Human Anti-Cancer Drugs May Help Cure Transmissible Cancer In Endangered Tasmanian Devils


A new research may help save the iconic Tasmanian devils from total extinction. Anti-cancer drugs for humans will possibly help cure the Tasmanian devils' transmissible facial tumor.

There are only about 15,000 Tasmanian devils left on the planet and these marsupial carnivores endemic to Australian island Tasmania is considered as endangered species. The cause of their dwindling number is the DFT, a type of cancer that is passed between animals when they bite each other during fights.

This tissue-damaging disease causes severe facial disfiguration among Tasmanian devils. What's worse is this type of transmissible cancer is slowly killing the world's population of Tasmanian devils.

Hope For The Devil

The results of the research, which was published in the journal Cancer Cell, indicated that human drugs for cancer can help save DFT-afflicted Tasmanian devils.

Researchers studied the genetic profiles of two cancer types common in Tasmanian devils. Murchison and her team found striking similarities in tissues of origin, genetics, cancel cell mutation, and possible drug targets.

They also compared the DFT cancer with a human cancer and found that anti-cancer drugs for people, intended to stop the growth of molecules called receptor tyrosine kinases, worked well and stopped the growth of devil cancer cells growing in the lab.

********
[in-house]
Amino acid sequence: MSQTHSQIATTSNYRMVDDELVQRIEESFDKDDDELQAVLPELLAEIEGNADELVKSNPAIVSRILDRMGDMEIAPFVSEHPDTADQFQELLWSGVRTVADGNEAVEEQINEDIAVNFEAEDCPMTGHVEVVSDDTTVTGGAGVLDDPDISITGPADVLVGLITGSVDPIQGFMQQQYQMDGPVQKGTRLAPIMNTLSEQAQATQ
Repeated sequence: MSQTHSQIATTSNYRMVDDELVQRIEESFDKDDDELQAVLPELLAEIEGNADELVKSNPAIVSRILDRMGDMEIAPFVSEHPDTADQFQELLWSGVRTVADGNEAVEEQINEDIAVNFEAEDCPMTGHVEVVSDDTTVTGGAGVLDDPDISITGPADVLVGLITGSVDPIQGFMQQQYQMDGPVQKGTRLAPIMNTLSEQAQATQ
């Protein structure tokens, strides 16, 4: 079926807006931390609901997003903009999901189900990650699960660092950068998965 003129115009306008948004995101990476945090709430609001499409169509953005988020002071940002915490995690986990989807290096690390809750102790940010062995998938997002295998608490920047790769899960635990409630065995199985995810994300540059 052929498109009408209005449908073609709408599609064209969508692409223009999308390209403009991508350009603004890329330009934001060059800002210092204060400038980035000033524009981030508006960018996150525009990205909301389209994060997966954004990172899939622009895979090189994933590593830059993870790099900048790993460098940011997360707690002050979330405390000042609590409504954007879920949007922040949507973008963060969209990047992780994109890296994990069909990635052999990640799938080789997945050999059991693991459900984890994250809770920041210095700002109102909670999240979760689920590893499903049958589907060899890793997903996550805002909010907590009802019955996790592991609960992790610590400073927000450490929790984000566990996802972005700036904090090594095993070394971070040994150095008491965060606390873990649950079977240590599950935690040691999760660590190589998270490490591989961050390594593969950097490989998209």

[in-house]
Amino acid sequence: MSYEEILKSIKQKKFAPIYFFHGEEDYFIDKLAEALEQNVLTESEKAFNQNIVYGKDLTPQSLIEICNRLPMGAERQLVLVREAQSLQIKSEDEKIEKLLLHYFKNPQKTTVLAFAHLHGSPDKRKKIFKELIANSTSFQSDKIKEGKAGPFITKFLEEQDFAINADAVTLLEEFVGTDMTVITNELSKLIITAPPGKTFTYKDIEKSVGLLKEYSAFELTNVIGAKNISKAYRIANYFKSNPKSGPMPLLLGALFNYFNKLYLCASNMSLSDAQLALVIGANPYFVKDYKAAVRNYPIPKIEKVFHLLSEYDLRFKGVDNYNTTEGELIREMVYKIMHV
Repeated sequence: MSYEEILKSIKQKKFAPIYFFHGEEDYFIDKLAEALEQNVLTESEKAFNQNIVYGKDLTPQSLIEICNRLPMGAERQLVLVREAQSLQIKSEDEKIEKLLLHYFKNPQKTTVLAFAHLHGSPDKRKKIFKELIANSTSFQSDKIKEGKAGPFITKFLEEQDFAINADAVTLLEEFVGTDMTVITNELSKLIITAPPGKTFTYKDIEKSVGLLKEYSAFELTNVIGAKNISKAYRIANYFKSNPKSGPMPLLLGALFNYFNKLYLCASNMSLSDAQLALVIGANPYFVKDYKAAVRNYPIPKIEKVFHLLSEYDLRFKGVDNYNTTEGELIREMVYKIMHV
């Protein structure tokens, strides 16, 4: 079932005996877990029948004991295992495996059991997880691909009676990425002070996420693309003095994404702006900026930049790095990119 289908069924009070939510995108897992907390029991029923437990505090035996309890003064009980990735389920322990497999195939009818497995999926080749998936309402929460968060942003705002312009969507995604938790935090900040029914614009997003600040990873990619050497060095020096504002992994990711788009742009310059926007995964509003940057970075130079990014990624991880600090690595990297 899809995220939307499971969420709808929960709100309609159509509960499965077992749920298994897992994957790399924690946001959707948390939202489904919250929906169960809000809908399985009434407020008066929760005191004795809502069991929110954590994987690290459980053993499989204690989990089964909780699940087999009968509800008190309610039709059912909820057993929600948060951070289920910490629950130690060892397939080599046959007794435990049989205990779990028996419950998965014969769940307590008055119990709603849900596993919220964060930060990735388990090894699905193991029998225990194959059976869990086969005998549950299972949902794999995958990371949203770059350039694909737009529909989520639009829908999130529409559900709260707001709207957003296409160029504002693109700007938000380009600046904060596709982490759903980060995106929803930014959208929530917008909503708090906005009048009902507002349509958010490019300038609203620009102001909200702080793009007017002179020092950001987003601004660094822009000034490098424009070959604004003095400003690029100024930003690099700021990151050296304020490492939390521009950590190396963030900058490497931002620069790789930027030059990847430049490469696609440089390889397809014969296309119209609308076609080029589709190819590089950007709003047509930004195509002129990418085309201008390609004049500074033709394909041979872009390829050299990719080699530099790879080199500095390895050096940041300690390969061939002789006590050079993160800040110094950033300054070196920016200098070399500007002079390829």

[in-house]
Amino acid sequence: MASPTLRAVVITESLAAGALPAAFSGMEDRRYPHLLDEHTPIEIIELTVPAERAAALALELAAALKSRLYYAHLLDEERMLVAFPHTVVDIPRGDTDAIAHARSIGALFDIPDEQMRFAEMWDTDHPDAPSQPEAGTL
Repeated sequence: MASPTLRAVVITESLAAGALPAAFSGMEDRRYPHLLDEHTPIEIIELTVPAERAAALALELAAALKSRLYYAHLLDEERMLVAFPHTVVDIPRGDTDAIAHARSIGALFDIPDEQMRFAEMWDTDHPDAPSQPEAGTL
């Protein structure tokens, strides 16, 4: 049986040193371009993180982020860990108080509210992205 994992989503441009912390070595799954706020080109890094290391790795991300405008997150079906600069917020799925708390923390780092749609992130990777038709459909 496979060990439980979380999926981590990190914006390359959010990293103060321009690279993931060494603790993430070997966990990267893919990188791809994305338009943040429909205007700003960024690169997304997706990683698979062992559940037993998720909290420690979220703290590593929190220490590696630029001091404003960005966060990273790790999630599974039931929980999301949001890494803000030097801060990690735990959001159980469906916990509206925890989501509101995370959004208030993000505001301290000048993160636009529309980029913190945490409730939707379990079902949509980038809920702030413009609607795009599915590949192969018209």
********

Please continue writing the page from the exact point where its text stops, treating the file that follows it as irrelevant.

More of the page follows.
"This study gives us optimism that anti-cancer drugs that are already in use in humans may offer a chance to assist with conservation efforts for this iconic animal," says Elizabeth Murchison of the University of Veterinary Medicine at the Cambridge University, lead author of the study.

Transmissible Cancer

Although incredibly rare in nature, transmissible cancers have occurred in Tasmanian devils on at least two separate occasions.

The DFT 1 cancer that was first observed in northeast Tasmania in 1996 infected a single devil. Even though the originally infected devil died, its cancer cells survived by metastasizing into other devils.

According to the study, the DNA of the devil's tumor cells is not its own but that of the original devil that first gave rise to DFT. The transmission of DFT 1 cells is possible because the cell can escape the devil's immune system. The most common way of transmission of DFT 1 cells among devils is through biting.

A few years ago, a second type of transmissible cancer, known as the DFT 2, was discovered in the area of southeast Tasmania. This cancer also causes facial tumors that are very similar to DFT 1. The only difference between the two is that DFT 1 first arose from the cells of a female devil while the DFT 2 came from the cells of the Tasmanian devil.

"Other than these two cancers, we know of only one other naturally occurring transmissible cancer in mammals - the canine transmissible venereal tumour in dogs, which first emerged several thousand years ago," Murchison said.

So far, only five transmissible cancers have been observed among animals, all of which cause leukemia-like diseases in clams and other shellfish.

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